The last tour took the journeyman Vesti to the canton of Graubünden. His goal was the hotels there. In “Dorf” (district of Davos) he met a man who was loading copper goods onto a handcart. This encounter with the coppersmith Luzi Manzoni brought about the turning point. The history of the Manzoni clan has so far only been researched in fragments. But some of these coppersmiths are among the most important in Switzerland.
Manzoni hired Vesti in September 1935. Manzoni’s seven sons also worked in the workshop as coppersmiths. Just one year later, Manzoni moved to Arosa and offered the young coppersmith Vesti his house, stables, and workshop for sale. With the help of parents, siblings and friends, Vesti was able to take the risk in 1936.
In the hotel kitchens there was a lot of copper dishes to be repaired and re-tinned. Mountains of casseroles were picked up and processed. As a trained coppersmith, Vesti also made his own pots. But the competition was fierce, forcing Vesti to look for ajob with a plumber three days a week.
Vesti met his future wife Anna Beck on a sleigh ride. They married in autumn 1941. Six of their own children and one godchild were raised in they home, Villa Lydia. “My husband was always first and foremost a craftsman; he was always thirty years behind with the awards for his work,” said Ms. Vesti. So she also had to take care of her husband’s business to make ends meet for the family. The interviewer and author of the article in the Davoser Revue finally advised Vesti: “Toni, stop tinning and create something new!”
Vesti continued to be active for a few more years, as evidenced by a 1984 roasting dish. I do not know when Anton Vesti died.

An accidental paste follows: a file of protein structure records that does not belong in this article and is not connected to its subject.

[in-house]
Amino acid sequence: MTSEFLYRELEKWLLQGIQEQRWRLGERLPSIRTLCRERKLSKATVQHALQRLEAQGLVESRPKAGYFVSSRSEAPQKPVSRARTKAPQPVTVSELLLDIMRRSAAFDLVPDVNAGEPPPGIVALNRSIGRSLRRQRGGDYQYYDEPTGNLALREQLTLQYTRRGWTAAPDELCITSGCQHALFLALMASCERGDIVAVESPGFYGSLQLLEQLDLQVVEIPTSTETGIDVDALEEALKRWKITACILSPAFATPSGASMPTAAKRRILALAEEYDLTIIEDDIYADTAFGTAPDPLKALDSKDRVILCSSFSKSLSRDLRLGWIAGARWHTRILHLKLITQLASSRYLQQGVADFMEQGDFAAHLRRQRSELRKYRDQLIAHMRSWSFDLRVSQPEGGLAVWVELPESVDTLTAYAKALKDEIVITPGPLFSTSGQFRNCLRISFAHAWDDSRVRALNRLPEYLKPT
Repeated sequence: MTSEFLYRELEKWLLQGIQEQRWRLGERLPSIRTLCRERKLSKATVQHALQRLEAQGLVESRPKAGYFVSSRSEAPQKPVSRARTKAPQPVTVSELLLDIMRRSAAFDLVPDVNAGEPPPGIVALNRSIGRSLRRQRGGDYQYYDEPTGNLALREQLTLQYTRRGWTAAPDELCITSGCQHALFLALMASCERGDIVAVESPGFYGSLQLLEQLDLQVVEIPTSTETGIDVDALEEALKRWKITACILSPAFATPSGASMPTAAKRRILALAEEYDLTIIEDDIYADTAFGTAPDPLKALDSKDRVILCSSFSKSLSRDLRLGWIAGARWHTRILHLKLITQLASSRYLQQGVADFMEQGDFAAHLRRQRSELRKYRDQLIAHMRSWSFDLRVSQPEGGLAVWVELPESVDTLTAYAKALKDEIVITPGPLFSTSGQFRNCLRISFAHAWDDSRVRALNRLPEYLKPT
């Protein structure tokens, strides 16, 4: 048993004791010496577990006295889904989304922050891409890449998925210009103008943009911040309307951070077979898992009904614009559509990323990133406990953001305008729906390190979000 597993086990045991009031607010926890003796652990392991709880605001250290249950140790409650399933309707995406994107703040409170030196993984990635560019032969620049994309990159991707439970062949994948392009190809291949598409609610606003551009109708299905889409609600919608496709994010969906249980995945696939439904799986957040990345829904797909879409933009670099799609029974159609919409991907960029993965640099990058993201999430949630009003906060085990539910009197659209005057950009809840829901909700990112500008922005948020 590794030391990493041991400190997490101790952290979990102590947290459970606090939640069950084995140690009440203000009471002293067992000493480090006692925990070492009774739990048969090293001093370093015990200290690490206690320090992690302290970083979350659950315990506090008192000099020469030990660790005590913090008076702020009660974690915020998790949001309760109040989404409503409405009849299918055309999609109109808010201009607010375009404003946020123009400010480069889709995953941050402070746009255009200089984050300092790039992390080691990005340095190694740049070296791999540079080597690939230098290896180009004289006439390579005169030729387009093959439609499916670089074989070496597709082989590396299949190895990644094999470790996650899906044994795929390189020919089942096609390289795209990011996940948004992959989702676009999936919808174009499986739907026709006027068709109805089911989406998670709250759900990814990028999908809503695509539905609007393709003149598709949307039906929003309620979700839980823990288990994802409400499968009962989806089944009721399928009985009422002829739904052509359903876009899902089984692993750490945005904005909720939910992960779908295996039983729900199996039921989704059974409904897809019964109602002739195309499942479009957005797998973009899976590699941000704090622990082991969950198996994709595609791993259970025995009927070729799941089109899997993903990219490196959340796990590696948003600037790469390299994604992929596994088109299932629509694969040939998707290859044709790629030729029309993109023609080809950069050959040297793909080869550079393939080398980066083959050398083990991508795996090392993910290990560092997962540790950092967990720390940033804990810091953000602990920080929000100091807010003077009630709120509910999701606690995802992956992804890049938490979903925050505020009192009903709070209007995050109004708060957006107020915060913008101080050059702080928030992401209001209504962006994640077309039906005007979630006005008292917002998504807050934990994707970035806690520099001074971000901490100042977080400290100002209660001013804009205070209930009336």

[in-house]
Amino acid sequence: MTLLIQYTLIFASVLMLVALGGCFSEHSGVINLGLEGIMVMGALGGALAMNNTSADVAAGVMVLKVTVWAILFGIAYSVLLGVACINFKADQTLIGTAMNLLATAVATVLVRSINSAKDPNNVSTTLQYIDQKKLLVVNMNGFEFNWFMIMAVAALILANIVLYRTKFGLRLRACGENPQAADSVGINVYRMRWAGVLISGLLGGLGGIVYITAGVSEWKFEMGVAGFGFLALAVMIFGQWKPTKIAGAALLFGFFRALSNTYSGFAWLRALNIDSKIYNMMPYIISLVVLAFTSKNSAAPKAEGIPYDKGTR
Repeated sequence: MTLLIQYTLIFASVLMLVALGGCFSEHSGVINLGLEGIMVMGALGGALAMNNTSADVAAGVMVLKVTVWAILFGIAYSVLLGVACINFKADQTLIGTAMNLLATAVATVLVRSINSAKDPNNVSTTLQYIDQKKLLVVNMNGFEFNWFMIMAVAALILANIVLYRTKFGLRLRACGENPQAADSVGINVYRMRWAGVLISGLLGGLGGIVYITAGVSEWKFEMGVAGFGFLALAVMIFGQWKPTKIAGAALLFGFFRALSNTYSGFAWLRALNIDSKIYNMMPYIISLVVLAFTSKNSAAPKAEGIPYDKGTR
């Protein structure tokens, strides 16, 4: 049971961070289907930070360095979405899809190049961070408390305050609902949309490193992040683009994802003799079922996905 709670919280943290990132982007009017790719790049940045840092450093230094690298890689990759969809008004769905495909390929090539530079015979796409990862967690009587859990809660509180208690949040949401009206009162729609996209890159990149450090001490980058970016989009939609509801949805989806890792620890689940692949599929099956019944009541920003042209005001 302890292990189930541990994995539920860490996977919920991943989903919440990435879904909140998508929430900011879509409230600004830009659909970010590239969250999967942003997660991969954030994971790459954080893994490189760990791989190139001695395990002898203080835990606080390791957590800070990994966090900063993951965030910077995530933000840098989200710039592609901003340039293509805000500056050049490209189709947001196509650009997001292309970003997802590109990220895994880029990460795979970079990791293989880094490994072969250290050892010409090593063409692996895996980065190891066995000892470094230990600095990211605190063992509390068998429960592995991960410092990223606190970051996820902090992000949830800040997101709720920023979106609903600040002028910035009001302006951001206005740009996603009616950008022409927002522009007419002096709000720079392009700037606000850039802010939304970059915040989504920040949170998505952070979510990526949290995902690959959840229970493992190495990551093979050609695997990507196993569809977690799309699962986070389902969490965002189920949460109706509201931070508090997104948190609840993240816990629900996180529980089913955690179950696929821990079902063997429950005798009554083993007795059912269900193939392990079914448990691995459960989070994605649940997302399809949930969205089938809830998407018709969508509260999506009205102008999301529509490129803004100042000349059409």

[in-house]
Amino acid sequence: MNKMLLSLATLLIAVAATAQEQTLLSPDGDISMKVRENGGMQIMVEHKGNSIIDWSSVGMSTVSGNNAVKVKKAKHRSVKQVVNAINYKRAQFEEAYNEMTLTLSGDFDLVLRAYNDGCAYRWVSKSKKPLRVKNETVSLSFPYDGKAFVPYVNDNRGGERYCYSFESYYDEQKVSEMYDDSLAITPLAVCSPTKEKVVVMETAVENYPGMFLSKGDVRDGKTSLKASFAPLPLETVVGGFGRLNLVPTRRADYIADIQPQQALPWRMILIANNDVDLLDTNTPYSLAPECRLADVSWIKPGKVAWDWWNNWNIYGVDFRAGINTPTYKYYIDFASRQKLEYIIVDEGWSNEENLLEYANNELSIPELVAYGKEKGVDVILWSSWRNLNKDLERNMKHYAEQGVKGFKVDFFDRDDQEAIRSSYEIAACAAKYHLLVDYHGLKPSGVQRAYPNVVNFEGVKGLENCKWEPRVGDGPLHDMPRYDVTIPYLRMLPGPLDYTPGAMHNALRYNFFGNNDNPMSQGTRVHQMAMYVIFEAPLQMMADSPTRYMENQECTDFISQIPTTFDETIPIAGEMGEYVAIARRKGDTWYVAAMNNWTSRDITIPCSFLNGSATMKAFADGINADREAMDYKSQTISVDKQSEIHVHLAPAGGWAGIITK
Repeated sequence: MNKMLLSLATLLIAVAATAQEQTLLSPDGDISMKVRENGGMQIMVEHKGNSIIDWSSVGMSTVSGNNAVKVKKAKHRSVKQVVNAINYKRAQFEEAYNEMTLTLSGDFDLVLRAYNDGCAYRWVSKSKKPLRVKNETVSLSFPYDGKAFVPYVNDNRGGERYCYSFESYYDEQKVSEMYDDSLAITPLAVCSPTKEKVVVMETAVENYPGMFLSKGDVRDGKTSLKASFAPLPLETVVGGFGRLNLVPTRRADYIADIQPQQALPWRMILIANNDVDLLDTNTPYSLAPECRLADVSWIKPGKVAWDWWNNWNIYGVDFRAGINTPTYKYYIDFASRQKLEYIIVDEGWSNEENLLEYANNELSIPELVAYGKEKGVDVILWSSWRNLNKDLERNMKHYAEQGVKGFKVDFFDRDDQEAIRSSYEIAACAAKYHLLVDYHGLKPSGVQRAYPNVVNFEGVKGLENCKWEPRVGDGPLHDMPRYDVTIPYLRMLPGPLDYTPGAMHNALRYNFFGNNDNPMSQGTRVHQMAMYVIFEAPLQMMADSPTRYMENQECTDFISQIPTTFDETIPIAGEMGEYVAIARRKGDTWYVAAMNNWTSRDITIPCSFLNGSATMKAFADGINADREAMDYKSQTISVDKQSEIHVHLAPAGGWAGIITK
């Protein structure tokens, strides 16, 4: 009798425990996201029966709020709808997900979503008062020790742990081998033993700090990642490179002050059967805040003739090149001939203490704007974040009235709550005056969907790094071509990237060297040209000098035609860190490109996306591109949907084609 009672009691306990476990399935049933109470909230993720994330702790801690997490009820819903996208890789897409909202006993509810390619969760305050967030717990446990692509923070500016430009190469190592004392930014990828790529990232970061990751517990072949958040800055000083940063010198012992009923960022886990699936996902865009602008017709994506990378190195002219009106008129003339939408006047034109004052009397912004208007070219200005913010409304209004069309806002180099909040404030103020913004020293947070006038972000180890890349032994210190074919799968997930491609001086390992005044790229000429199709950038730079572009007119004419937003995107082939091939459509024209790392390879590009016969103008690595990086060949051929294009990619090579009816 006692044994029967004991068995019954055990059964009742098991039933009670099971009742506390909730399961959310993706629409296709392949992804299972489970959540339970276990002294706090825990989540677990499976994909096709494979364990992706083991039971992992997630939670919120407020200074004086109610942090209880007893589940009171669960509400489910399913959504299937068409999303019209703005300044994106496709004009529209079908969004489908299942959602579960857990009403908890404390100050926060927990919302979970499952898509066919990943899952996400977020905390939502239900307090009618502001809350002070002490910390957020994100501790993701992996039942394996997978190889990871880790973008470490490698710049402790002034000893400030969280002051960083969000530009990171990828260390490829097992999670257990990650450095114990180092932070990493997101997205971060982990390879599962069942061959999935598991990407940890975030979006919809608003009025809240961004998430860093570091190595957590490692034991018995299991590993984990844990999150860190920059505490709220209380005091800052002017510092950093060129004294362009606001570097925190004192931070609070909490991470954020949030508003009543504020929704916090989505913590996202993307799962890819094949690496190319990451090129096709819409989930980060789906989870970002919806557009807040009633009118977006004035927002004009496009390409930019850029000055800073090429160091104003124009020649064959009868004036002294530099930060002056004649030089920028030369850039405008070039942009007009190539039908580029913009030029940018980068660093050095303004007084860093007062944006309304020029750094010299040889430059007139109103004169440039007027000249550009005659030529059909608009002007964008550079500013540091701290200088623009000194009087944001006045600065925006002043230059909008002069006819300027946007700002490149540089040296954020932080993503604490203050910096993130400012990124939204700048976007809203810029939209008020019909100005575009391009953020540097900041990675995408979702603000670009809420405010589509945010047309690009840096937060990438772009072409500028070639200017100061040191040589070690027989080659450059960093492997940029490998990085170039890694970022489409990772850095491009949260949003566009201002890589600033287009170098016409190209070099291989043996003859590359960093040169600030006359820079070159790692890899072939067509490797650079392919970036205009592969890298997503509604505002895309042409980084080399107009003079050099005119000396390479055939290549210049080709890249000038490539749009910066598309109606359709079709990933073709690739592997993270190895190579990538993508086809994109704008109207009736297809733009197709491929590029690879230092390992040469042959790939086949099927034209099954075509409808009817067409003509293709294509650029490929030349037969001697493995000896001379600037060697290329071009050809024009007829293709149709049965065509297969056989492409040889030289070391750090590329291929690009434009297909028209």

The journey to Villa Valsana
During my first research, the search engine virtually forced me to Arosa and the Hotel Valsana there. On the web I could find a lot of information and some old photos about this 4 star sport hotel with its 100-year history, but no reference to a “Villa Valsana.” My imagination created a villa in my mind’s eye, which could have been either the origin of this hotel or at least an outbuilding for the management of the hotel. To verify this assumption, I contacted the hotel management and received a very friendly answer only a few days. Consultation had been held with the CEO of the hotel group in Zurich, as he has the deepest insight into the history of the Arosa hotels. In fact, there was a outbuilding called “Villa Valsana”, but it served as a staff building. At times it also housed the laundry. Although the Hotel Valsana has a lot of stamped copper and silver, a stamp with Villa Valsana is unknown. After all, my guess was not completely off the mark.
Since the Swiss search engine with the funny name www.swisscows.com didn’t give any better results either, I had to develop another strategy.
At some point I came across two postcards, one dated 1914, showing a chalet called Villa Valsana, Valzeina. By the way, also the name Valzeina means “healthy valley”.
The place Valzeina could be found quickly. Valzeina is a scattered settlement in the area of Prättigau/Davos, Canton Graubünden (Grisons). The region was first settled by Rhaeto-Romans and later by Walsers. Even today, Rhaeto-Romanic is spoken there in addition to Schwitzer German. Many place names point to this origin.
With the help of digitized maps and on satellite and aerial photographs, I found not only the parcel Valsana, but also a building erected on it.